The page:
First of all, I am not an expert. I was reading about the holographic principle and came across the Planck area. It says that Planck area is the square of Planck length and there were some pictures like this: enter image description here source

I know that this Planck area is used for black holes. But doesn't matter if this Planck area is for a triangle or a square?

And there was a clip that Leonard Susskind was saying that Planck area is $10^{-33}$ cm on a side. source 39:44.

But isn't it that the Planck length is $10^{-33}$ cm? If so, what is the "on a side"? Does it mean a face? Please keep it simple so I can understand it.

  • $\begingroup$ The picture is wrong by a factor. 1 planck area squared contains not a 1/4 bit nor 1 bit but 1/4 nat of information which is equal to $\frac{\ln 2}4$ bit. $\endgroup$ – Anixx Aug 29 '19 at 14:12

The Planck length is usually defined as

$$l_P=\sqrt\frac{\hbar G}{c^3}\approx 1.6\times 10^{-35}\,\text{m},$$

where $\hbar$ is the reduced Planck constant, $G$ is Newton’s gravitational constant, and $c$ is the speed of light.

The Planck area is usually defined as the square of the Planck length,

$$A_P=l_P^2=\frac{\hbar G}{c^3}\approx 2.6\times 10^{-70}\,\text{m}^2.$$

There are various quantum gravity theories, none yet accepted. The role of the Planck length and Planck area in physics is therefore still being researched. In particular, bits of information in black holes should not be pictured as being stored in nice little triangles or nice little squares on the event horizon. One bit of information probably “requires” about one Planck area, in some sense, but we don’t yet understand just how the information is stored so we can’t talk about it being in a particular place on the horizon or having a particular shape like a triangle or a square. That diagram is not to be taken literally.

As for the phrase “on a side”, it can he used to talk about the sizes of squares or triangles. A square has four sides and a triangle has three sides, so instead of talking about their area you can talk about the length of their sides.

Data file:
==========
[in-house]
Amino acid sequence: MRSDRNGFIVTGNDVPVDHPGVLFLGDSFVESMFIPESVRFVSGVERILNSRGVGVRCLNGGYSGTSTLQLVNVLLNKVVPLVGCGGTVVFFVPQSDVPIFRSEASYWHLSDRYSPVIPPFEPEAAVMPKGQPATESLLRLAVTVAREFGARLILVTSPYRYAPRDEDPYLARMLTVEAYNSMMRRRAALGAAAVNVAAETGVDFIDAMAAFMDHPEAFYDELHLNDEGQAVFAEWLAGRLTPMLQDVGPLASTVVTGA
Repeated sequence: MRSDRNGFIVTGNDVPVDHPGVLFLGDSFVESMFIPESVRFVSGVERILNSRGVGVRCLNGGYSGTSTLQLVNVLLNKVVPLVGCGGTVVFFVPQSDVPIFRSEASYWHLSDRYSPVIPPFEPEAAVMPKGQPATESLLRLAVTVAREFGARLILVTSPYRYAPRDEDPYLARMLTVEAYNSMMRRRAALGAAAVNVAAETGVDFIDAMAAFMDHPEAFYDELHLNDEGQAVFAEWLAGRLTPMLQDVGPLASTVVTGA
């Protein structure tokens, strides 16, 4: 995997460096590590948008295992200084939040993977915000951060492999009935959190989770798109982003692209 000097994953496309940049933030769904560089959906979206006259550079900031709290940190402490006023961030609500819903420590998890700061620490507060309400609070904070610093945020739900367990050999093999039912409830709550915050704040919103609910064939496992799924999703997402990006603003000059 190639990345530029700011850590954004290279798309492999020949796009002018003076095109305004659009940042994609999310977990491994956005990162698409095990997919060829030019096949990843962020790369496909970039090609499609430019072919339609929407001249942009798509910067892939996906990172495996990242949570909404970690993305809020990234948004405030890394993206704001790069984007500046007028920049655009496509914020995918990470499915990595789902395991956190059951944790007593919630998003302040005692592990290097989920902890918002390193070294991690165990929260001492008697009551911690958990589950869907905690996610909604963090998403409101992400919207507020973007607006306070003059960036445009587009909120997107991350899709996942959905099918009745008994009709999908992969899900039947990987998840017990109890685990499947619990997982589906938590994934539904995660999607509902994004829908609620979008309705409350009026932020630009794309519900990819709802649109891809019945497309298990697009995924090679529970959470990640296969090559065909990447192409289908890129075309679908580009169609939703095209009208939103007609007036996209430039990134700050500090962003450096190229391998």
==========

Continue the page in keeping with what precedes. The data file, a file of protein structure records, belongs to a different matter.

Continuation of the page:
• $\begingroup$ G. Smith, thank you for this, it is helpful. If you could, I'd appreciate your perspective on how entropy is "encoded" in the area of the event horizon, this is something that I simply cannot visualize- NN $\endgroup$ – niels nielsen Aug 19 '19 at 2:27
  • $\begingroup$ @nielsnielsen I’m not a quantum gravity expert (I wish I was!) and don’t have a perspective on quantum models of black hole entropy. I am vaguely aware that string theory can explain the entropy by counting stringy microstates, but I don’t understand where those strings are relative to the black hole, or whether that question even makes sense. Maybe a string expert can comment. $\endgroup$ – G. Smith Aug 19 '19 at 4:22
  • $\begingroup$ I'll post this as a question here, if I get my courage up! $\endgroup$ – niels nielsen Aug 19 '19 at 5:18
  • $\begingroup$ The picture is wrong by a factor. 1 planck area squared contains not a 1/4 bit nor 1 bit but 1/4 nat of information which is equal to $\frac{\ln 2}4$ bit. $\endgroup$ – Anixx Aug 29 '19 at 14:13

The Planck length is approximately $1.616255\times 10^{-35}$ m. You get the Planck area by squaring that, just like you get the square metre by squaring a metre. So the Planck area is approximately $2.61228\times 10^{-70}\,\mathrm{m}^2$.

As Wikipedia says, we expect geometry to get weird near that scale, so despite your diagram it's probably not appropriate to think about the Planck area in terms of Euclidean squares and triangles.

The reason I say "expect" and "probably" is that we don't yet know what really happens at that scale, we need a proper theory of Quantum Gravity for that. And even when such a theory is developed we may never be able to verify its predictions at that tiny scale: the energy required to do that is vast. It's essentially equivalent to the energy density in the first few Planck time units after the Big Bang started.

  • $\begingroup$ To test something at the Planck scale you need much less energy. A planck mass, that is, equivalent of 0.02 mg or about an energy of a considerable explosion. The problem is to accelerate an electron to an energy of an aviabomb. $\endgroup$ – Anixx Aug 29 '19 at 14:17
  • $\begingroup$ @Anixx To be fair, there are various indirect ways to probe the Planck scale, as Lubos Motl discusses here. An electron with kinetic energy equal to the Planck energy has $\gamma\approx 2.39\times 10^{22}$, which is rather fast. ;) At that speed, 1 second gets time dilated to around 757 trillion years. $\endgroup$ – PM 2Ring Aug 30 '19 at 1:04

Your Answer

By clicking “Post Your Answer”, you agree to our terms of service, privacy policy and cookie policy

Not the answer you're looking for? Browse other questions tagged or ask your own question.